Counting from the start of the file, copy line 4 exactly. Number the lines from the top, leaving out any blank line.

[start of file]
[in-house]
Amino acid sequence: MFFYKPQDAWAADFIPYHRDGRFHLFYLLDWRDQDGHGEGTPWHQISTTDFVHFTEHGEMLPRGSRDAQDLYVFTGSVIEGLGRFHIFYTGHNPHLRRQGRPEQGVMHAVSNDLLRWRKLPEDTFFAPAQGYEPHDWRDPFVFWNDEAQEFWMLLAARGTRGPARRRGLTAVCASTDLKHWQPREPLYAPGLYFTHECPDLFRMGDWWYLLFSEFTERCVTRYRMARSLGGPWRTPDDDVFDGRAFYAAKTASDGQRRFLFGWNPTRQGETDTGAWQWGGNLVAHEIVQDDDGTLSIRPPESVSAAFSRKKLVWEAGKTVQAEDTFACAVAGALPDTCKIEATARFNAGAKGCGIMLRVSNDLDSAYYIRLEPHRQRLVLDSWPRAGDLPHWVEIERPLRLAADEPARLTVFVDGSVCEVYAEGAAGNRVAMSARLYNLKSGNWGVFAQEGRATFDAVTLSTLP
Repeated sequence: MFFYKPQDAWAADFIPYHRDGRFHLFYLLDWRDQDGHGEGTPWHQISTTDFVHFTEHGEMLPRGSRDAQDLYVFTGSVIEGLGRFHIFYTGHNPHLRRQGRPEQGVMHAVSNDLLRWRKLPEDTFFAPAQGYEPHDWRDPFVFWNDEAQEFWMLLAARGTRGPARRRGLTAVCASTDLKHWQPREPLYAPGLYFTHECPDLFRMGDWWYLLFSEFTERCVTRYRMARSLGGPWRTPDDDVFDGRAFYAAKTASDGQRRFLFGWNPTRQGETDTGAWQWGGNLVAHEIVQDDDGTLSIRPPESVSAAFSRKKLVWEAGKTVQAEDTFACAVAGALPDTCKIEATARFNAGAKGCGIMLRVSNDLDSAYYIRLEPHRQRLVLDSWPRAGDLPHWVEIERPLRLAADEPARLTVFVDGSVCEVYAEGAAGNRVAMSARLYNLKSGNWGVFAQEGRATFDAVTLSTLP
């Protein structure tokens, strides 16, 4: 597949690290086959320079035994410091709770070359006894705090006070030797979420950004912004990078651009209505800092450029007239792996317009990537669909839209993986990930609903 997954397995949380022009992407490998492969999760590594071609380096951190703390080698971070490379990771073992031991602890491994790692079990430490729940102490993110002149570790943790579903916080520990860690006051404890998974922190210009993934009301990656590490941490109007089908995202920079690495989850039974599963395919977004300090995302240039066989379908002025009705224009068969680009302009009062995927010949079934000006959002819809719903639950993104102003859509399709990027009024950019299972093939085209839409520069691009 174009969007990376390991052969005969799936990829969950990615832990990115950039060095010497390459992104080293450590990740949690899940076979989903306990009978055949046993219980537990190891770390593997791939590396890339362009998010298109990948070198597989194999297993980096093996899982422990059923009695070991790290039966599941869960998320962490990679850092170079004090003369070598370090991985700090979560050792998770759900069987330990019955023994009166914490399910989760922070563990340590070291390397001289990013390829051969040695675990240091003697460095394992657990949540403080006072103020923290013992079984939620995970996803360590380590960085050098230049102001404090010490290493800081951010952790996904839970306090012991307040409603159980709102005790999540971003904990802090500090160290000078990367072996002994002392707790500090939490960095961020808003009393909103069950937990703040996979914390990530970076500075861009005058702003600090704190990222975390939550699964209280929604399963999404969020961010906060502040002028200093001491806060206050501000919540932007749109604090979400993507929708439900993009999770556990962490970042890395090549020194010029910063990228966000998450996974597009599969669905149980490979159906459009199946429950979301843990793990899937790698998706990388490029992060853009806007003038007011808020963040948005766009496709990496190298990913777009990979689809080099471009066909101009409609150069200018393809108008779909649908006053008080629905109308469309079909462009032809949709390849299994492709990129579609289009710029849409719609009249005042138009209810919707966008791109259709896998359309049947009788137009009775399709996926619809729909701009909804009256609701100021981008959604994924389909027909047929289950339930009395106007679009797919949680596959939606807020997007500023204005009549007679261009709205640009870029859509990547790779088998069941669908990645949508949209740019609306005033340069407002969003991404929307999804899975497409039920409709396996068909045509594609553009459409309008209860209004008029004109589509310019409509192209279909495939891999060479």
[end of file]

């Protein structure tokens, strides 16, 4: 597949690290086959320079035994410091709770070359006894705090006070030797979420950004912004990078651009209505800092450029007239792996317009990537669909839209993986990930609903 997954397995949380022009992407490998492969999760590594071609380096951190703390080698971070490379990771073992031991602890491994790692079990430490729940102490993110002149570790943790579903916080520990860690006051404890998974922190210009993934009301990656590490941490109007089908995202920079690495989850039974599963395919977004300090995302240039066989379908002025009705224009068969680009302009009062995927010949079934000006959002819809719903639950993104102003859509399709990027009024950019299972093939085209839409520069691009 174009969007990376390991052969005969799936990829969950990615832990990115950039060095010497390459992104080293450590990740949690899940076979989903306990009978055949046993219980537990190891770390593997791939590396890339362009998010298109990948070198597989194999297993980096093996899982422990059923009695070991790290039966599941869960998320962490990679850092170079004090003369070598370090991985700090979560050792998770759900069987330990019955023994009166914490399910989760922070563990340590070291390397001289990013390829051969040695675990240091003697460095394992657990949540403080006072103020923290013992079984939620995970996803360590380590960085050098230049102001404090010490290493800081951010952790996904839970306090012991307040409603159980709102005790999540971003904990802090500090160290000078990367072996002994002392707790500090939490960095961020808003009393909103069950937990703040996979914390990530970076500075861009005058702003600090704190990222975390939550699964209280929604399963999404969020961010906060502040002028200093001491806060206050501000919540932007749109604090979400993507929708439900993009999770556990962490970042890395090549020194010029910063990228966000998450996974597009599969669905149980490979159906459009199946429950979301843990793990899937790698998706990388490029992060853009806007003038007011808020963040948005766009496709990496190298990913777009990979689809080099471009066909101009409609150069200018393809108008779909649908006053008080629905109308469309079909462009032809949709390849299994492709990129579609289009710029849409719609009249005042138009209810919707966008791109259709896998359309049947009788137009009775399709996926619809729909701009909804009256609701100021981008959604994924389909027909047929289950339930009395106007679009797919949680596959939606807020997007500023204005009549007679261009709205640009870029859509990547790779088998069941669908990645949508949209740019609306005033340069407002969003991404929307999804899975497409039920409709396996068909045509594609553009459409309008209860209004008029004109589509310019409509192209279909495939891999060479």